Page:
In literature, no studies evaluating the same ages used at the present study were found. However, Weber et al. (2003), studying dogs of different breeds and ages (three, five, and nine months, and one year and three months of age), observed higher fat digestibility in dogs older than five months of age as compared to 3-month-old puppies. On the other hand, Swanson et al. (2004) did not find any differences in nutrient digestibility and feces characteristics between 10- and 3-month-old dogs, but observed that 11-year-old dogs presented higher dry matter, organic matter, and fat digestibility when compared to 5-month-old puppies. In the Gilham et al. (1993) study, 20-week-old dogs showed higher protein digestibility when compared to 12- and 16-week-old dogs. According to Fahey et al. (2008), both puppies and kittens have lower protein digestibility than adults because these present higher pepsin secretion. However, no differences in protein digestibility were found in the present study, consistent with the findings of Taylor et al. (1995).

Gilham et al. (1993), Swanson et al. (2004) and Fahey et al. (2008) suggested that nutrient digestibility improves as the animal ages due to GIT maturation. It is possible that the fermentation of indigestible dietary compounds by the microbiota of puppies may allow them to achieve similar nutrient digestibility as adult dogs. Although ileal digestibility has not been determined, this hypothesis is based in the lower pH (as measured in dry feces) and the higher ammonia content in the feces of puppies (P<0.05) (Table 3), which indicate higher fermentation in their intestines.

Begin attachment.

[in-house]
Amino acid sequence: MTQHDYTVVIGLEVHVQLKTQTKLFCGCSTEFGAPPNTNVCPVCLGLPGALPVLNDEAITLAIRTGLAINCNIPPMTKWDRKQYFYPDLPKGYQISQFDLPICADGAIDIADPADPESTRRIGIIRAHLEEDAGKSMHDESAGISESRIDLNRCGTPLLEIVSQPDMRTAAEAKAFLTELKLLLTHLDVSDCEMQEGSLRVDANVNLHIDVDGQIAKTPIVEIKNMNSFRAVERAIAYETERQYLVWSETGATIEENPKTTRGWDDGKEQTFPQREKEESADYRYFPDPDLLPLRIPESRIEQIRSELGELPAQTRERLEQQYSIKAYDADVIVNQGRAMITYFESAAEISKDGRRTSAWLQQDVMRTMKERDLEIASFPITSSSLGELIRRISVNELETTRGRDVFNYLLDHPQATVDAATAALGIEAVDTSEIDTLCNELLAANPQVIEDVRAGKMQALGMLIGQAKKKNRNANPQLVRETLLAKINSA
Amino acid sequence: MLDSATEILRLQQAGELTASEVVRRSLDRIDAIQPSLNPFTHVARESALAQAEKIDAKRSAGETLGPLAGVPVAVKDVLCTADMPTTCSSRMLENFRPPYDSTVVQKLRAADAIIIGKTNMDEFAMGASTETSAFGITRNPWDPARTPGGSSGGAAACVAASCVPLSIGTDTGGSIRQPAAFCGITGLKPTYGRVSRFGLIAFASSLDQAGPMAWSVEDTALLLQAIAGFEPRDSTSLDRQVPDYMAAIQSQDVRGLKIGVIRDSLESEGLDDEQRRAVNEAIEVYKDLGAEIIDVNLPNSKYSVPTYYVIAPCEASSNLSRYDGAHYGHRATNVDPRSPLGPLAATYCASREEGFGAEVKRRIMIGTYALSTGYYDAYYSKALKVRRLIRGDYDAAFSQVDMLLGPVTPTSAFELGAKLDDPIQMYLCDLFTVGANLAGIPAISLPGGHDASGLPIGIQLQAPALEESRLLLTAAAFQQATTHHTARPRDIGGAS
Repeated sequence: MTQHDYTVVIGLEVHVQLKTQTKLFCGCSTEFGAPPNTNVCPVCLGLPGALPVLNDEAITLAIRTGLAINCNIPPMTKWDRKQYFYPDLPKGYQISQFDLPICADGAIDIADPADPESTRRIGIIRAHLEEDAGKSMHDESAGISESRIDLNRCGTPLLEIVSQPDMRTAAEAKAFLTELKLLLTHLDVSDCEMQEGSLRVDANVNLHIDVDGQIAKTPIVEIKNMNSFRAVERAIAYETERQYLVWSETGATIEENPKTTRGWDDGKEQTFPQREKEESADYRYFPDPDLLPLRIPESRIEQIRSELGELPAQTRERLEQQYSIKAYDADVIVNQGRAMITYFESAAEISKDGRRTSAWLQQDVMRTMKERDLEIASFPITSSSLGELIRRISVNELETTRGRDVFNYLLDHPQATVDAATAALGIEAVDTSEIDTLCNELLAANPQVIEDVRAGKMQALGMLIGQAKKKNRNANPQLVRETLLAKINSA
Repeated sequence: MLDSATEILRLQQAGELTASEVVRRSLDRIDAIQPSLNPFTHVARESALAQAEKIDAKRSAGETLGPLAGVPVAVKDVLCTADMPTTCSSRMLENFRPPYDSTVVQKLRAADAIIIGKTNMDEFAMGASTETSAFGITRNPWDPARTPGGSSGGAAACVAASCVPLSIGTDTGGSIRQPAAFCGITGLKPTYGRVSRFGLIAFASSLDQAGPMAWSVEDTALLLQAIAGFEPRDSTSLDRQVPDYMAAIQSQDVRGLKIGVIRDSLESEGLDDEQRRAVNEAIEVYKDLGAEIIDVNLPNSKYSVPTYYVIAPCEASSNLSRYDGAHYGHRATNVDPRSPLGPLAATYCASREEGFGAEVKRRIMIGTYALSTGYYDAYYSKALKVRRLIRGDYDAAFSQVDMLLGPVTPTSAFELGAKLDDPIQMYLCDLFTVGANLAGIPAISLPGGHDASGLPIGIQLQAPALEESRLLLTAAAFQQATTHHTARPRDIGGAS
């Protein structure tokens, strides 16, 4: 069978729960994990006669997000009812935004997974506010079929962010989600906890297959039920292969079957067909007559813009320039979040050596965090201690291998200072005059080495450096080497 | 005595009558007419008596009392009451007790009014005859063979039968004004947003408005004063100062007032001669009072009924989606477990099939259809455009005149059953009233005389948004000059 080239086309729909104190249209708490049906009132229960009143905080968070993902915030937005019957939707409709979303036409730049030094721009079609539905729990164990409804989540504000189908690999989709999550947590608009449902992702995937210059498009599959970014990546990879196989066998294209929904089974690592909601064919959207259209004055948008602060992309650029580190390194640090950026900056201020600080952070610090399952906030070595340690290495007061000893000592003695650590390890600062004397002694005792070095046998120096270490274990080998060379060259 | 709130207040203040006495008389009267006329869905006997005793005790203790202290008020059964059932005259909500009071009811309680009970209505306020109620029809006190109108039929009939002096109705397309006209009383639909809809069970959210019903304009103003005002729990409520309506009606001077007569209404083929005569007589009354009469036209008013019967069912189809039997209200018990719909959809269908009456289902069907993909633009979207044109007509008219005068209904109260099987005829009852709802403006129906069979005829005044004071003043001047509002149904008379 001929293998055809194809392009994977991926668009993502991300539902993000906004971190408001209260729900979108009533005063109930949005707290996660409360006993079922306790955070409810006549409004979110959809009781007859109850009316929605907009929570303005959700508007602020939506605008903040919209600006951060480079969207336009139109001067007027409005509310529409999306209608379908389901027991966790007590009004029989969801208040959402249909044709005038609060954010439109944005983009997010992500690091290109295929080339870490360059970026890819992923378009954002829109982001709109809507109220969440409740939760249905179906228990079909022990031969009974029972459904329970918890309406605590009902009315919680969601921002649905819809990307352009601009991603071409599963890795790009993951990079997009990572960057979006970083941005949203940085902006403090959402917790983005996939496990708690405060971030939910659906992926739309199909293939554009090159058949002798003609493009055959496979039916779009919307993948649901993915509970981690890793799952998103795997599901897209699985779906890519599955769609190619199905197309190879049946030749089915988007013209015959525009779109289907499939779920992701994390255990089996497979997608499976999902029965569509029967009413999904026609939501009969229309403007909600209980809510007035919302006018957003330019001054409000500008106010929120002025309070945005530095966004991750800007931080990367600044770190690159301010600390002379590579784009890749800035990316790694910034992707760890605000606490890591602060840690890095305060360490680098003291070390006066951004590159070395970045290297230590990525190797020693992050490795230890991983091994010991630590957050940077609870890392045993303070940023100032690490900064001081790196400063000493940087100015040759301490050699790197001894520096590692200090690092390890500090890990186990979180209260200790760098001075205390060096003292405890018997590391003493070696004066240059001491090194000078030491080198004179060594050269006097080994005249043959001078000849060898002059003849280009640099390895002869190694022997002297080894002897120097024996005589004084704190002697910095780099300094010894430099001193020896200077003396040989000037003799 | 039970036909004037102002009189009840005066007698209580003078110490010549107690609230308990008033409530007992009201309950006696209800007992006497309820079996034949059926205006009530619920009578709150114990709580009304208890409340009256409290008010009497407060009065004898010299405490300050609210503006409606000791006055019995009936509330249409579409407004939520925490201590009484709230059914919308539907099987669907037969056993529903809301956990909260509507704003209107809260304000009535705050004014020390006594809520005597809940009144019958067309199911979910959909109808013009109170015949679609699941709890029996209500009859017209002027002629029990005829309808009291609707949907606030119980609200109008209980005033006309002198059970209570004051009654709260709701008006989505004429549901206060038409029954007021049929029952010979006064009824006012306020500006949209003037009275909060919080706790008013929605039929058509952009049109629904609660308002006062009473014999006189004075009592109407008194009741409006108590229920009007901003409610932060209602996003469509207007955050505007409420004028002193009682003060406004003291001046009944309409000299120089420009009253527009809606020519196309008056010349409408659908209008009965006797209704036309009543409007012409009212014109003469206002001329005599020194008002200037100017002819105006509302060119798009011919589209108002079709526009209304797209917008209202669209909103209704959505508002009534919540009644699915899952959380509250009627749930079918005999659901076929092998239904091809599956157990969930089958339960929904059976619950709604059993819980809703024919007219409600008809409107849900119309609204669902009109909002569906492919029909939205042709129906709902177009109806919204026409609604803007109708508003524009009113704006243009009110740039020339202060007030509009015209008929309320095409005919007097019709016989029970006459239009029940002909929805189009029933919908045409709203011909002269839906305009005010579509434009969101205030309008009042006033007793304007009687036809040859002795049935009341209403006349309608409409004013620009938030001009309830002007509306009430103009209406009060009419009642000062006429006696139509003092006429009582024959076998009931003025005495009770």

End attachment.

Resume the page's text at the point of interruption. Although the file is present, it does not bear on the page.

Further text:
Regarding feces consistency, feces of puppies contained lower dry matter content, and consequently worse fecal score when compared to adult dogs (P<0.05) (Table 3). The production of wetter feces by puppies may be explained by their higher intestinal transit rate relative to adult dogs, resulting in lower water absorption in the large intestine, as reported by Weber et al. (2003).

Swanson et al. (2004) noted that intestinal microbiota changes as the animal ages, which may influence diet digestilibility, and consequently feces characteristics. However, Benno et al. (1992) comparing the microbiota of the stomach, duodenum, jejunum, or ileum of dogs younger than one year of age and older than eleven, did not find any difference, except for a lower concentration of Clostridium perfringens in the GIT of puppies as compared to elderly dogs. Although in the present experiment no differences were detected in most of the analyzed digestibility parameters, the shorter intestinal transit time associated to a possibly developing intestinal microbiota may explain the different fecal characteristics of puppies, which presented higher moisture and ammonia contents, making their stools softer and with a stronger odor as compared to adult dogs.

Five to six-month-old dogs have higher fat digestibility as compared to five-year-old adult dogs, as well as softer feces with higher ammonia content.



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Recebido em 23 de dezembro de 2009
Aceito em 23 de março de 2011



* Autor para correspondência (corresponding author)